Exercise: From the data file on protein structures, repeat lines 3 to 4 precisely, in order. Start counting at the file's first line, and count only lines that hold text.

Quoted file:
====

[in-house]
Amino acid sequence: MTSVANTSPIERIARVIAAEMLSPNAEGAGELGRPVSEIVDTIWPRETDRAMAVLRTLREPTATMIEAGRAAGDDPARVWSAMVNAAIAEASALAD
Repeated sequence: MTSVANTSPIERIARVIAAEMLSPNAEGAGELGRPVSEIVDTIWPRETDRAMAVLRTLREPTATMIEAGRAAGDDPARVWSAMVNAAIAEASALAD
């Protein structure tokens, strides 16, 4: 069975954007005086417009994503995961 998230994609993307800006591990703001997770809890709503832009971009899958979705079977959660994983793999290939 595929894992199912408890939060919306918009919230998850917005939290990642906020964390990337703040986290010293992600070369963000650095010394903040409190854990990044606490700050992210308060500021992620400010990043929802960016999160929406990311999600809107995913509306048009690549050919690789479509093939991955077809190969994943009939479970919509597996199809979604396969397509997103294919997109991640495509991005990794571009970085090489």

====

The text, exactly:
Repeated sequence: MTSVANTSPIERIARVIAAEMLSPNAEGAGELGRPVSEIVDTIWPRETDRAMAVLRTLREPTATMIEAGRAAGDDPARVWSAMVNAAIAEASALAD
């Protein structure tokens, strides 16, 4: 069975954007005086417009994503995961 998230994609993307800006591990703001997770809890709503832009971009899958979705079977959660994983793999290939 595929894992199912408890939060919306918009919230998850917005939290990642906020964390990337703040986290010293992600070369963000650095010394903040409190854990990044606490700050992210308060500021992620400010990043929802960016999160929406990311999600809107995913509306048009690549050919690789479509093939991955077809190969994943009939479970919509597996199809979604396969397509997103294919997109991640495509991005990794571009970085090489």